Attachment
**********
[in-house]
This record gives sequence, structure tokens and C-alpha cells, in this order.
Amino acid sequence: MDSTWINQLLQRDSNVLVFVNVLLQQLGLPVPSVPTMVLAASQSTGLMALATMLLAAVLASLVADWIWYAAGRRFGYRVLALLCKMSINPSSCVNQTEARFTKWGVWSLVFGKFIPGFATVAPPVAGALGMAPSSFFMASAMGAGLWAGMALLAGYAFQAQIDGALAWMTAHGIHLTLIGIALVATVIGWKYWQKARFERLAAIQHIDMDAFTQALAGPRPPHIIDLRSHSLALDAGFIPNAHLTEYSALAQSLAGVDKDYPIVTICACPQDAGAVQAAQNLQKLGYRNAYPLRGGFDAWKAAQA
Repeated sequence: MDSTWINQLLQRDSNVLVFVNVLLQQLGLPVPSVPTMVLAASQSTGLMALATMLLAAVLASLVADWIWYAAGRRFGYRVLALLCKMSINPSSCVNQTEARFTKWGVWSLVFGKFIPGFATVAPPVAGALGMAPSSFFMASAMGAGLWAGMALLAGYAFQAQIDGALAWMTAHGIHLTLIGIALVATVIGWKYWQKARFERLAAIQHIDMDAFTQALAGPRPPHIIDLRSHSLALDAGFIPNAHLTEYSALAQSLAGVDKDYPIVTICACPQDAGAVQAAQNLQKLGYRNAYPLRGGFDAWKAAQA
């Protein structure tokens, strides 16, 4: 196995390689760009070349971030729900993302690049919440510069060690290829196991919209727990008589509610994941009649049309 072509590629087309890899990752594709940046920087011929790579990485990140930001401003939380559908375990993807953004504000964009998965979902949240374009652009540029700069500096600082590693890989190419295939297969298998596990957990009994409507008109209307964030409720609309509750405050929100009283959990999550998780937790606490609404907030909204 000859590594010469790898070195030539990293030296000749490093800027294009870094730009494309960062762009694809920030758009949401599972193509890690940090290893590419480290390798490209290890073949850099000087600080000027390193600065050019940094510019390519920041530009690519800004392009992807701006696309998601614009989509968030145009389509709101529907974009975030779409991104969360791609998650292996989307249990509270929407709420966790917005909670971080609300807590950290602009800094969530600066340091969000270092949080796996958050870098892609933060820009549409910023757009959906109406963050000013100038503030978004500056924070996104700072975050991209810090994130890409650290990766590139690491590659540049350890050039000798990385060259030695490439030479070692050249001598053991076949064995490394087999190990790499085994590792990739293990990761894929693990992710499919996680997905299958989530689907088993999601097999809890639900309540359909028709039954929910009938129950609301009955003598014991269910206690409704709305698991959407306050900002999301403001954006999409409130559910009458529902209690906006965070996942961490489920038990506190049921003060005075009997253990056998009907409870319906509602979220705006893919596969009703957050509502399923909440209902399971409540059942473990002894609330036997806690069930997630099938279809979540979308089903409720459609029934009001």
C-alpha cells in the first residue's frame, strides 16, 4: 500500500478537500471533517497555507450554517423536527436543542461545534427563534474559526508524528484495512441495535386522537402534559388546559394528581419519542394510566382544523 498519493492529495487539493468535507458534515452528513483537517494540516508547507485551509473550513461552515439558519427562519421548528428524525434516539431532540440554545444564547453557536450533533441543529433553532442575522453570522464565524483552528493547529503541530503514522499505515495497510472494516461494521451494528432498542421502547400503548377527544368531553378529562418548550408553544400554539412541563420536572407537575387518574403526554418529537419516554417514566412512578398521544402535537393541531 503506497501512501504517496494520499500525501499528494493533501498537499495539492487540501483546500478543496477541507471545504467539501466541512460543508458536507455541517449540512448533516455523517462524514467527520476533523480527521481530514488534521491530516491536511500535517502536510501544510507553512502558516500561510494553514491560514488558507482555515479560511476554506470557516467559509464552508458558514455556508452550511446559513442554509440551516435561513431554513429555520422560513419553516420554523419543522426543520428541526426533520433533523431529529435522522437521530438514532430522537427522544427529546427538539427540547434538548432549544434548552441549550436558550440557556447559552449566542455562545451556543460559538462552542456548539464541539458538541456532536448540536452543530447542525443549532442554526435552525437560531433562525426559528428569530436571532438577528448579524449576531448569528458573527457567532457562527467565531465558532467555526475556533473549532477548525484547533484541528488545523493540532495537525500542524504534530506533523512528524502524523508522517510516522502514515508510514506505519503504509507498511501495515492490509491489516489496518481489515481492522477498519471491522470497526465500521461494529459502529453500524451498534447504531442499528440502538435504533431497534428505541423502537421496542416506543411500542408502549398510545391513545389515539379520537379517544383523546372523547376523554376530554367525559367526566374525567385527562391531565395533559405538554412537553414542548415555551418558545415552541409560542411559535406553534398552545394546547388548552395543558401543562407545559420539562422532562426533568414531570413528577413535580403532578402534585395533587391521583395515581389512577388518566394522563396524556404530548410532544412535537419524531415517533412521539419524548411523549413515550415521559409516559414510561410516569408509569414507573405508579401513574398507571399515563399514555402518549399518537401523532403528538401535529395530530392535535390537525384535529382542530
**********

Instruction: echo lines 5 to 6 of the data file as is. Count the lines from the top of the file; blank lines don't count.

């Protein structure tokens, strides 16, 4: 196995390689760009070349971030729900993302690049919440510069060690290829196991919209727990008589509610994941009649049309 072509590629087309890899990752594709940046920087011929790579990485990140930001401003939380559908375990993807953004504000964009998965979902949240374009652009540029700069500096600082590693890989190419295939297969298998596990957990009994409507008109209307964030409720609309509750405050929100009283959990999550998780937790606490609404907030909204 000859590594010469790898070195030539990293030296000749490093800027294009870094730009494309960062762009694809920030758009949401599972193509890690940090290893590419480290390798490209290890073949850099000087600080000027390193600065050019940094510019390519920041530009690519800004392009992807701006696309998601614009989509968030145009389509709101529907974009975030779409991104969360791609998650292996989307249990509270929407709420966790917005909670971080609300807590950290602009800094969530600066340091969000270092949080796996958050870098892609933060820009549409910023757009959906109406963050000013100038503030978004500056924070996104700072975050991209810090994130890409650290990766590139690491590659540049350890050039000798990385060259030695490439030479070692050249001598053991076949064995490394087999190990790499085994590792990739293990990761894929693990992710499919996680997905299958989530689907088993999601097999809890639900309540359909028709039954929910009938129950609301009955003598014991269910206690409704709305698991959407306050900002999301403001954006999409409130559910009458529902209690906006965070996942961490489920038990506190049921003060005075009997253990056998009907409870319906509602979220705006893919596969009703957050509502399923909440209902399971409540059942473990002894609330036997806690069930997630099938279809979540979308089903409720459609029934009001």
C-alpha cells in the first residue's frame, strides 16, 4: 500500500478537500471533517497555507450554517423536527436543542461545534427563534474559526508524528484495512441495535386522537402534559388546559394528581419519542394510566382544523 498519493492529495487539493468535507458534515452528513483537517494540516508547507485551509473550513461552515439558519427562519421548528428524525434516539431532540440554545444564547453557536450533533441543529433553532442575522453570522464565524483552528493547529503541530503514522499505515495497510472494516461494521451494528432498542421502547400503548377527544368531553378529562418548550408553544400554539412541563420536572407537575387518574403526554418529537419516554417514566412512578398521544402535537393541531 503506497501512501504517496494520499500525501499528494493533501498537499495539492487540501483546500478543496477541507471545504467539501466541512460543508458536507455541517449540512448533516455523517462524514467527520476533523480527521481530514488534521491530516491536511500535517502536510501544510507553512502558516500561510494553514491560514488558507482555515479560511476554506470557516467559509464552508458558514455556508452550511446559513442554509440551516435561513431554513429555520422560513419553516420554523419543522426543520428541526426533520433533523431529529435522522437521530438514532430522537427522544427529546427538539427540547434538548432549544434548552441549550436558550440557556447559552449566542455562545451556543460559538462552542456548539464541539458538541456532536448540536452543530447542525443549532442554526435552525437560531433562525426559528428569530436571532438577528448579524449576531448569528458573527457567532457562527467565531465558532467555526475556533473549532477548525484547533484541528488545523493540532495537525500542524504534530506533523512528524502524523508522517510516522502514515508510514506505519503504509507498511501495515492490509491489516489496518481489515481492522477498519471491522470497526465500521461494529459502529453500524451498534447504531442499528440502538435504533431497534428505541423502537421496542416506543411500542408502549398510545391513545389515539379520537379517544383523546372523547376523554376530554367525559367526566374525567385527562391531565395533559405538554412537553414542548415555551418558545415552541409560542411559535406553534398552545394546547388548552395543558401543562407545559420539562422532562426533568414531570413528577413535580403532578402534585395533587391521583395515581389512577388518566394522563396524556404530548410532544412535537419524531415517533412521539419524548411523549413515550415521559409516559414510561410516569408509569414507573405508579401513574398507571399515563399514555402518549399518537401523532403528538401535529395530530392535535390537525384535529382542530